8

I'm using Virtual Box on my windows 8.1 host machine. I have installed CentOS & Ubuntu in 'Graphical Mode' and had sufficient practice. But now I wanted to switch to 'Command Line Mode" completely. Therefore created a machine for that purpose and installed 'CentOS6.6 Basic Server'/'CentOS7 Minimal.

On Graphical Mahines, I could easily install VBox Guest Additions with these few commands.

yum update
yum install gcc
yum install kernel-devel
sh VBoxLinuxAdditions.run (From mounted Location For CDrom)

But since I installed CLI machine and when tried same commands on it, it does not install properly, gives this error: Could not find X.Org or Xfree86 Window System, skipping.

  • Maybe there is some way to install the non-X-server based bits from the Guest Addition. Try running the command as follows: ./VBoxLinuxAdditions.run --nox11 – shivams May 30 '15 at 14:18
  • Does askubuntu.com/questions/299975/… (look at the answer from David) help? – guntbert May 30 '15 at 14:54
  • That's not an error, it's a warning. Ignore it, you have correctly installed guest additions. – terdon May 30 '15 at 14:58
  • @guntbert I tried smiliar commands with yum, but it says nothing to do after searching repo database, indicating no such packages found. – Sollosa May 30 '15 at 15:07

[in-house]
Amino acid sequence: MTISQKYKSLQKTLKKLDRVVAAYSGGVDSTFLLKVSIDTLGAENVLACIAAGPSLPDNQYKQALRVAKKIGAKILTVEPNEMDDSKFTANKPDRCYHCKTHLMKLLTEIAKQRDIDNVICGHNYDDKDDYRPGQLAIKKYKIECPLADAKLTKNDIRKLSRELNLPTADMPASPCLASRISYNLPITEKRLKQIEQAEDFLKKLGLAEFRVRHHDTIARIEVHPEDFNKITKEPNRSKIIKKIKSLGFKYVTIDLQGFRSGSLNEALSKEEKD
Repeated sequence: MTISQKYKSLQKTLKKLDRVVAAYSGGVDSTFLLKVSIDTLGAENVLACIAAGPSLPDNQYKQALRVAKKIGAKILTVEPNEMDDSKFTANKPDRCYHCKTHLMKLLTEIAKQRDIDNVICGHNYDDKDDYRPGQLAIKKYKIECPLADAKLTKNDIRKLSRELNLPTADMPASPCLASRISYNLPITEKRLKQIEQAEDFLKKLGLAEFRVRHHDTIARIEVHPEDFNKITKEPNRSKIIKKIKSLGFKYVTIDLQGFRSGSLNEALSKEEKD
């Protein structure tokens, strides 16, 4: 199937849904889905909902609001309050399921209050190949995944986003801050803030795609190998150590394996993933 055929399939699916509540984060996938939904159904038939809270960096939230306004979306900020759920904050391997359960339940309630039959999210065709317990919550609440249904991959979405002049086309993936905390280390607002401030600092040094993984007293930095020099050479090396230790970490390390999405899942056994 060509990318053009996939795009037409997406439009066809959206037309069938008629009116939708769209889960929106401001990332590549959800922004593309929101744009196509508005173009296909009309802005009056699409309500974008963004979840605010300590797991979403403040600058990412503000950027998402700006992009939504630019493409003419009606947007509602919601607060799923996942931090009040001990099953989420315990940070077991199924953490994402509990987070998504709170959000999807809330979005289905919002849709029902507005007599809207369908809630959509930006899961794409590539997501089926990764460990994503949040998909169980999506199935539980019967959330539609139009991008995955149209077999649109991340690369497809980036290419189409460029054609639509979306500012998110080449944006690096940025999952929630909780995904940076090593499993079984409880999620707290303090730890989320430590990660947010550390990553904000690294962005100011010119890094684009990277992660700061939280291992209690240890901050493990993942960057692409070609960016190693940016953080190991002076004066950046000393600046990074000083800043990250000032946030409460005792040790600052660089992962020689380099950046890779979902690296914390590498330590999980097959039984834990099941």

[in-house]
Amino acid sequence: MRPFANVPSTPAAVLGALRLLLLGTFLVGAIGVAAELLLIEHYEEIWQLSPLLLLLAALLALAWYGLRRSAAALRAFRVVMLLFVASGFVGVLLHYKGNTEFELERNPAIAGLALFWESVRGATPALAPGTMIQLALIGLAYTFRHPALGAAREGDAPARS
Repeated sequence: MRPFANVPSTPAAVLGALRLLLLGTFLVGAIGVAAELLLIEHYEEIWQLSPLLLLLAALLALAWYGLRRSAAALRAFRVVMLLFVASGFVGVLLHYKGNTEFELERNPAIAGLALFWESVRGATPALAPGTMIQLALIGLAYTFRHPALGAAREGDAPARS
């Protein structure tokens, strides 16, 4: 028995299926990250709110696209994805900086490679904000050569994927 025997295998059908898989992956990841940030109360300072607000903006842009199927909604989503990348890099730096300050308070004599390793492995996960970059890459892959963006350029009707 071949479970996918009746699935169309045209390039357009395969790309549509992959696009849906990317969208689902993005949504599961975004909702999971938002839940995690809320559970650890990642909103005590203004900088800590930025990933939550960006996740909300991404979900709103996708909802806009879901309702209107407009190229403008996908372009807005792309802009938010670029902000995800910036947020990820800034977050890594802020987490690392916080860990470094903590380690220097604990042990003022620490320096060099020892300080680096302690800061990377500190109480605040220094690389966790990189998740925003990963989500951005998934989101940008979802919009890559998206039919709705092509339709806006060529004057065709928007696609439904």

10

I just installed this on my Ubuntu CLI VM using these commands:

sudo mount /dev/cdrom /mnt
sudo /mnt/VBoxLinuxAdditions.run

I found a page suggesting installing dkms first but I seem to have had that already installed. If you don't, run this command before those above (this should work on the Ubuntu, but you can probably find the equivalent yum command):

sudo apt-get install dkms

Now, this ran correctly. I also got the error you mention ("Cannot find the X.Org or XFree86 Window System, skipping) but that's just a warning. That's why it says "skipping". It simply skipped installing the parts of the guest additions that deal with X. The rest was installed correctly.

  • I read about dkms and other packages too on ubuntu, will check it on a ubuntu server machine later. this was the detailed command on ubuntu though. # sudo apt-get install -y dkms build-essential linux-headers-generic linux-headers-$(uname -r) but for now, I can't figure it out for centos version 6 or 7. I tried yum with same package names but it mostly says nothing to do after searching repo database. oh and it did not resize after skipping as you suggesting. – Sollosa May 30 '15 at 15:04
  • @Sollosa it wasn't supposed to resize. If I understand you correctly, what you want is to change the resolution of your CLI guest system. That won't be done by installing guest additions. This is how you install guest additions from the CLI and you have probably already done so. I suggest you ask a new question explaining what your final objective is and see if anyone can help. – terdon May 30 '15 at 15:12
  • ok sorry I thought installing Vbox guesst additions help resize screen of host machine, it used to do for my graphical machines, so it's how I used to think about it. Looks like I was wrong. – Sollosa May 30 '15 at 15:24
  • @Sollosa The VB guest additions have features for X11 (such as clipboard synchronization and resizing based on the size of the VB window) but not for the Linux console. Nobody cares about the Linux console. If you only want a command line, just use SSH. – Gilles May 30 '15 at 23:17